July 4th is most always associated with independence. It’s an important day in American history and has been the subject of many novels and movies. Since today is July 4th I hope that all are enjoying this national holiday with family and friends. My family is coming together for the annual cookout and just some plain old fun and relaxation.
Since Fresh Fiction was so kind to allow me the opportunity to talk to you today, I decided that it was important to reflect on “Independence Day.” As writers, most folks believe we have this incredible freedom to do as we please. Work when we please, write what we please, etc. But that’s not entirely true. Like any other job/career, we not only have immensely high standards to keep, we have schedules, deadlines, reader and market expectations just like any other retail/entertainment business. The business of staying employed as a writer can get pretty darned stressful despite the seeming “independence” we have from the usual career routines of going to the office or annual job performance evaluations. And, like numerous other aspects of business today, writers have not been immune to the less-than-optimal economy.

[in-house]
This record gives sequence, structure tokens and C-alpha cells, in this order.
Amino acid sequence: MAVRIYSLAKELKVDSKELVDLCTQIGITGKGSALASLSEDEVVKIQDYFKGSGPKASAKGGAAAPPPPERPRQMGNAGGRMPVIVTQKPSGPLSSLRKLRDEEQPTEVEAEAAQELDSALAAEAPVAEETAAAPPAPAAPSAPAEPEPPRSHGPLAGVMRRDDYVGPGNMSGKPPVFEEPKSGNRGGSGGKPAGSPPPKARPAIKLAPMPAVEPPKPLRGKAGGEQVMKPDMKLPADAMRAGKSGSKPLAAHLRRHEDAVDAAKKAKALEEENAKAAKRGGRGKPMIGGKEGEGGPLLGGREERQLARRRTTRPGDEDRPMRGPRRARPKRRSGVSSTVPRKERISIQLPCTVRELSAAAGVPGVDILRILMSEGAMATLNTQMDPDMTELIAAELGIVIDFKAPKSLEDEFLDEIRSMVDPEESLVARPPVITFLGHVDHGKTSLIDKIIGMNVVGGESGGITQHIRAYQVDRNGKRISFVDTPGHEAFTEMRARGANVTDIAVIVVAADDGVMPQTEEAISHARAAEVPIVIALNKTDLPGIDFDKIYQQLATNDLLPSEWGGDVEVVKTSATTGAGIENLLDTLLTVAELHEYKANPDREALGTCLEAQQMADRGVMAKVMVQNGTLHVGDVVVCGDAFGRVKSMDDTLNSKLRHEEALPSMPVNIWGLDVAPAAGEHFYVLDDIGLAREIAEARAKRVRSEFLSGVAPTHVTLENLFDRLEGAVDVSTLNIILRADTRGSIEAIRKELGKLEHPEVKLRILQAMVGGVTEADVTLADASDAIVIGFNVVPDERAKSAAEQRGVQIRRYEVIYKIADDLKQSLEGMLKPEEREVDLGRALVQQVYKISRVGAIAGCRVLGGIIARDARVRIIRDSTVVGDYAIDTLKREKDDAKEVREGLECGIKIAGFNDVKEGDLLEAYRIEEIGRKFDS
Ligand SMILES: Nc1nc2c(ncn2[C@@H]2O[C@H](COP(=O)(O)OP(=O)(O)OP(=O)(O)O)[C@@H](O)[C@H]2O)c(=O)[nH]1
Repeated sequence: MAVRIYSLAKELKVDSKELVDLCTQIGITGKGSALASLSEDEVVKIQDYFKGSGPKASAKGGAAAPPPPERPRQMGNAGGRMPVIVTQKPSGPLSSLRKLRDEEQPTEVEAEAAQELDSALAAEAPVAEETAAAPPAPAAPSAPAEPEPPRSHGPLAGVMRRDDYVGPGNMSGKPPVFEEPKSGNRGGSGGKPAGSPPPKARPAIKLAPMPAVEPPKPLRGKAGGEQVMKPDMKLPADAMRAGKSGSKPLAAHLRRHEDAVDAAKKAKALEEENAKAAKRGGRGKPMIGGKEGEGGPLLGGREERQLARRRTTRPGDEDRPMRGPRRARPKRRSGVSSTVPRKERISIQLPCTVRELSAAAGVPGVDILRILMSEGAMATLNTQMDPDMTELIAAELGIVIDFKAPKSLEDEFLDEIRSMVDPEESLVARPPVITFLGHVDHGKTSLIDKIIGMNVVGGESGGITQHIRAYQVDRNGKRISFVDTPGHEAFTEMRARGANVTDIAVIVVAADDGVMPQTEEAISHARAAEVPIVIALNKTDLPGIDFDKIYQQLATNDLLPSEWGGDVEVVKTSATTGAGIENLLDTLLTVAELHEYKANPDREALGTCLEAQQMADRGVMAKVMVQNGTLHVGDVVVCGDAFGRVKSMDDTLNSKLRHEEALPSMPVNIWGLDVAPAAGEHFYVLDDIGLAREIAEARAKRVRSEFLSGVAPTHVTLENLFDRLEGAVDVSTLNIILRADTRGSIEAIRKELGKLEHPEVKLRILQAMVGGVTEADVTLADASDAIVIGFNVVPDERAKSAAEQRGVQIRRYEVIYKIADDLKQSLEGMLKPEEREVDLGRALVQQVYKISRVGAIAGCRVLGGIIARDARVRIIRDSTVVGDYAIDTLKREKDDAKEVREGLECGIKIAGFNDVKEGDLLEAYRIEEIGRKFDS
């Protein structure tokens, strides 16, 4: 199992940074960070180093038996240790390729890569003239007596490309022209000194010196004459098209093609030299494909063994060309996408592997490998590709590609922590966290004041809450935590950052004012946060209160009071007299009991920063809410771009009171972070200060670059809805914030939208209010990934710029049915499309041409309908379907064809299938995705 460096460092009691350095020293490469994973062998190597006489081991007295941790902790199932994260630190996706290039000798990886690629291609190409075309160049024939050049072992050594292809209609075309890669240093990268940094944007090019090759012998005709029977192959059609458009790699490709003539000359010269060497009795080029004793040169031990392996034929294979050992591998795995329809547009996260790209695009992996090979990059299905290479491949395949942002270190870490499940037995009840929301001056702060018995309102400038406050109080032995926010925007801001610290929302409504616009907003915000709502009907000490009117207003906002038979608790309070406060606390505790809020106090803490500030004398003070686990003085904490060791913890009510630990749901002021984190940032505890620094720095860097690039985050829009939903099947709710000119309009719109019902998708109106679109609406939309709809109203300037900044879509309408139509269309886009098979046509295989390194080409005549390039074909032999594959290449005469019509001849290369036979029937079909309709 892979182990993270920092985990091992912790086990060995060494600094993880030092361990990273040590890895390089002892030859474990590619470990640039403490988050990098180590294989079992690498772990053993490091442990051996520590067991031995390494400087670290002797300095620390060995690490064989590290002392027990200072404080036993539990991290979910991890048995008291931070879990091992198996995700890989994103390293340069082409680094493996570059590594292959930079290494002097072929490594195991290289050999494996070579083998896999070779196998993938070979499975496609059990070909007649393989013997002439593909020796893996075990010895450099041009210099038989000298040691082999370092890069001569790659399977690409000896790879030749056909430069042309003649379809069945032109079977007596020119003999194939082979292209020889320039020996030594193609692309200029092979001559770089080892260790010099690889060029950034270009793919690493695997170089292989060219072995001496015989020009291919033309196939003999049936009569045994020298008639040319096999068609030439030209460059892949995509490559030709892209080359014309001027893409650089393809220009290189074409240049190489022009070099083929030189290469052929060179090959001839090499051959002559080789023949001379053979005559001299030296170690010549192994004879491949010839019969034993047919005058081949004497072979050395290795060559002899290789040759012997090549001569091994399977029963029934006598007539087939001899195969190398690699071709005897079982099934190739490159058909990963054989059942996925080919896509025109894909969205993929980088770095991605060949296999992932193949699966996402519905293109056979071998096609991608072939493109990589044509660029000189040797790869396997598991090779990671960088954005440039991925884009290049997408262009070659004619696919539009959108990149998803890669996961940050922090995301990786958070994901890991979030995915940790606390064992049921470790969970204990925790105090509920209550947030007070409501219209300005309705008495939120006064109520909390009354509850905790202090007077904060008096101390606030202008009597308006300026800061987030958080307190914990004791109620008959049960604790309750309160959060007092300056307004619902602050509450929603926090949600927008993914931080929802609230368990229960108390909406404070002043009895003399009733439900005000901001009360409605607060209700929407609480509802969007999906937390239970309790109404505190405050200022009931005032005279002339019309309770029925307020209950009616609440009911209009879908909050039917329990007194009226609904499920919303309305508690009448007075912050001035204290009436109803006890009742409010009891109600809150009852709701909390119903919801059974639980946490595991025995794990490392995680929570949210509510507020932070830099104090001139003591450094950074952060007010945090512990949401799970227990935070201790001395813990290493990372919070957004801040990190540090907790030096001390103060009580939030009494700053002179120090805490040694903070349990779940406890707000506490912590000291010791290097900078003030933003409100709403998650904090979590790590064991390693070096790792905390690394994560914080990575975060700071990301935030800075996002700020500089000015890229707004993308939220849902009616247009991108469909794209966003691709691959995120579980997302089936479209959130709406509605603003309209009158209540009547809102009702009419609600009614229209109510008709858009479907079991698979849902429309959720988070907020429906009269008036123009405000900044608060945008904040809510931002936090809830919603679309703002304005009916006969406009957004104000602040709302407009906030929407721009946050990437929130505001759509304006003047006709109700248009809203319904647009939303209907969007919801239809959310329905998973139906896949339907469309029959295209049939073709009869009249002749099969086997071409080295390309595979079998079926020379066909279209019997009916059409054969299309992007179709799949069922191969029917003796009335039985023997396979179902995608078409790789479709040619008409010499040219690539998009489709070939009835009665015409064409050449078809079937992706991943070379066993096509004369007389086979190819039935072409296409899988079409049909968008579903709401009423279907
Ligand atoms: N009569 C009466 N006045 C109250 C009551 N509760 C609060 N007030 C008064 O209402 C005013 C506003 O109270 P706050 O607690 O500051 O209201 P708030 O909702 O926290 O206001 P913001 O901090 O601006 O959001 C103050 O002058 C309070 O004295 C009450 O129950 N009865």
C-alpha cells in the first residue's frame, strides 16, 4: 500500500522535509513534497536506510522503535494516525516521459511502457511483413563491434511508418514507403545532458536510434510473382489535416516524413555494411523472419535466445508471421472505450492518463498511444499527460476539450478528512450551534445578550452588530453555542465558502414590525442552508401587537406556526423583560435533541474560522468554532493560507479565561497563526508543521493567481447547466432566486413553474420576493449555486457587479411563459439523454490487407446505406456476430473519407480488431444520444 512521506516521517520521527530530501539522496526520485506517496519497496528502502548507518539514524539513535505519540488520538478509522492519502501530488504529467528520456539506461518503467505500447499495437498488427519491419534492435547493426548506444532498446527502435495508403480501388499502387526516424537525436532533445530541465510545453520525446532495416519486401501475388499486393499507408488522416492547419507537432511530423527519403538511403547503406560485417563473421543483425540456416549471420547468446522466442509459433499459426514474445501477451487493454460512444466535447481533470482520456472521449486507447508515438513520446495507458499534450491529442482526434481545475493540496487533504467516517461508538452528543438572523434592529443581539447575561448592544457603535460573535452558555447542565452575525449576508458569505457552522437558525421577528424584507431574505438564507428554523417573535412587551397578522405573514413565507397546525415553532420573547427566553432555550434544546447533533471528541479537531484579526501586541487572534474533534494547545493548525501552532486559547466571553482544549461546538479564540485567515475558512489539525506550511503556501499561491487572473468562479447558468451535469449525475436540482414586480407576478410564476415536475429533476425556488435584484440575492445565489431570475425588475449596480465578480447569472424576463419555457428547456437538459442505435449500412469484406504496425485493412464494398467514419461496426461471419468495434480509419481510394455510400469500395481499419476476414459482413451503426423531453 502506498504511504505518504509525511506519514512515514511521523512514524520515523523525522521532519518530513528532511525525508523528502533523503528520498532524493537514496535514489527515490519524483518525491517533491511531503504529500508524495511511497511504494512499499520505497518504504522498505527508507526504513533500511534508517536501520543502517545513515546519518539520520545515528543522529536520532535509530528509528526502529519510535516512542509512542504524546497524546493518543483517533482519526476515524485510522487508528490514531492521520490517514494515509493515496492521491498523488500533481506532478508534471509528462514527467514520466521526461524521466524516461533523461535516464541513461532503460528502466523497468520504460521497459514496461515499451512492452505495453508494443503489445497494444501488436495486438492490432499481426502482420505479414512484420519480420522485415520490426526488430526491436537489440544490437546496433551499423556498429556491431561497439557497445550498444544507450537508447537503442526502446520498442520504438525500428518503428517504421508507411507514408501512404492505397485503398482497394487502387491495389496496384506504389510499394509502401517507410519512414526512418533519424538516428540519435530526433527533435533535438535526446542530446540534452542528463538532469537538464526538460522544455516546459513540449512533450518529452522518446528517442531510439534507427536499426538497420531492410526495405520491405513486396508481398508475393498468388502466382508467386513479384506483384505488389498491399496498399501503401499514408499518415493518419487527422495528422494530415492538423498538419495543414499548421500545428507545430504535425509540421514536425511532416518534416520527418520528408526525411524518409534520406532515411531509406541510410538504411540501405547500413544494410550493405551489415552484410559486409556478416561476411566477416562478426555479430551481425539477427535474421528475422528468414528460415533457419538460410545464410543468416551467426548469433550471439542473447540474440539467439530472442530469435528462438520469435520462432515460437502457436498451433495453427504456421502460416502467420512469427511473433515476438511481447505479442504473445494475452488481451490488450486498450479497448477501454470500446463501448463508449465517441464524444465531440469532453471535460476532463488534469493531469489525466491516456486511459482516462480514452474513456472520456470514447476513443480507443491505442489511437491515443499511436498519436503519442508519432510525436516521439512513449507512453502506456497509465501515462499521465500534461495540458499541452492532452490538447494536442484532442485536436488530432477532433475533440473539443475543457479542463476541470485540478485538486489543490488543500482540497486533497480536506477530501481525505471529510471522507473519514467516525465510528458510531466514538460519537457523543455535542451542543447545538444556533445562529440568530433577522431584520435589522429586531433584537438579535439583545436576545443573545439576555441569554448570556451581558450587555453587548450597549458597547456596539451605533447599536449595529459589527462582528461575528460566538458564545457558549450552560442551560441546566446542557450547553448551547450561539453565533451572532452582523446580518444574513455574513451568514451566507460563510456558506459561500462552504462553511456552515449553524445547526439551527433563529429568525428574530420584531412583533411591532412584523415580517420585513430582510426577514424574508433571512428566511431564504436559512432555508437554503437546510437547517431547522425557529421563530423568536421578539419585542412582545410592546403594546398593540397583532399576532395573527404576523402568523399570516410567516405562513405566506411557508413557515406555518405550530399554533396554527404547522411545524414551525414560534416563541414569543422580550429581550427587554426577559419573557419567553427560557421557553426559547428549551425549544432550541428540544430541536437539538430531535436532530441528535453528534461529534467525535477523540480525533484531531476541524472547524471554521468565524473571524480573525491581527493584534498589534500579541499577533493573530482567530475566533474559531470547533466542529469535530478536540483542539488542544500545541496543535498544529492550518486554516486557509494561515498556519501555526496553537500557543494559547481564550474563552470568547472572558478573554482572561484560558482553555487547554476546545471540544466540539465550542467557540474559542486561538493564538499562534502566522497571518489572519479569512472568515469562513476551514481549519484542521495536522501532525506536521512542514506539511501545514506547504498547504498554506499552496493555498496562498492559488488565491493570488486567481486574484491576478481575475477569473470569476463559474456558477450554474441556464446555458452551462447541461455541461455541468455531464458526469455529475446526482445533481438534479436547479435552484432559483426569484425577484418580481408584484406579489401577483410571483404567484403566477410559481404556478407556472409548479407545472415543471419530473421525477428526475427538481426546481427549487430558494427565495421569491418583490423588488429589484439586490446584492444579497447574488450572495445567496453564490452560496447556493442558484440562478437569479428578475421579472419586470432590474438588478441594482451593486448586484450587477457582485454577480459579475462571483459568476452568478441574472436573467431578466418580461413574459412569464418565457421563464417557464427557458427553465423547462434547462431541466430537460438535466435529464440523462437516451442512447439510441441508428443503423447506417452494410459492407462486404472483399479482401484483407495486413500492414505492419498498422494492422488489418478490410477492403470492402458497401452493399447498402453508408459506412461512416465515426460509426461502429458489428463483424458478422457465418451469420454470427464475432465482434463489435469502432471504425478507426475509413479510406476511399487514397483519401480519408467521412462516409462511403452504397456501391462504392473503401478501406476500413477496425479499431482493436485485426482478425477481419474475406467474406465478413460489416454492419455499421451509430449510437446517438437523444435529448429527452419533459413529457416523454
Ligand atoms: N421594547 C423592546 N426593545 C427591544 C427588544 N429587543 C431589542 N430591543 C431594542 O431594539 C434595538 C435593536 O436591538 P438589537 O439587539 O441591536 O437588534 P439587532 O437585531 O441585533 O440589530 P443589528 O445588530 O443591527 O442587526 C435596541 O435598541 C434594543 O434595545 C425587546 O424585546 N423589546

I wanted to focus on one aspect of what we do, true “independence.” Because we love to tell our stories (love to be paid to write them and then see them in print too), it’s very easy to end up in a frightening financial situation. I remember when I first leaped into this business and I heard many authors talk about not giving up your day job too soon. That remains a very valid point and one which all authors otherwise employed should consider carefully before changing. I’ll take this advice one more step: DO NOT CHANGE YOUR LIFESTYLE (new car, house, etc) TOO SOON! This is a monumental mistake and can cause immense stress. I know this from experience. Since I was very fortune right from the beginning and had the opportunity to write many books (number 72 is out this month after only 10 years!), I got caught up in the “I can certainly afford this now syndrome.” Big mistake. One which required much self-discipline and many hard choices to rectify.
There is absolutely nothing wrong with wanting that new monster TV, or a newer, better vehicle, or even a bigger house as long as it doesn’t put you in a position to make a quota–in this case to write a certain number of books and/or get a certain number of contracts each year. This is a trap of your own making and can snuff the fun right out of what you love to do: Write.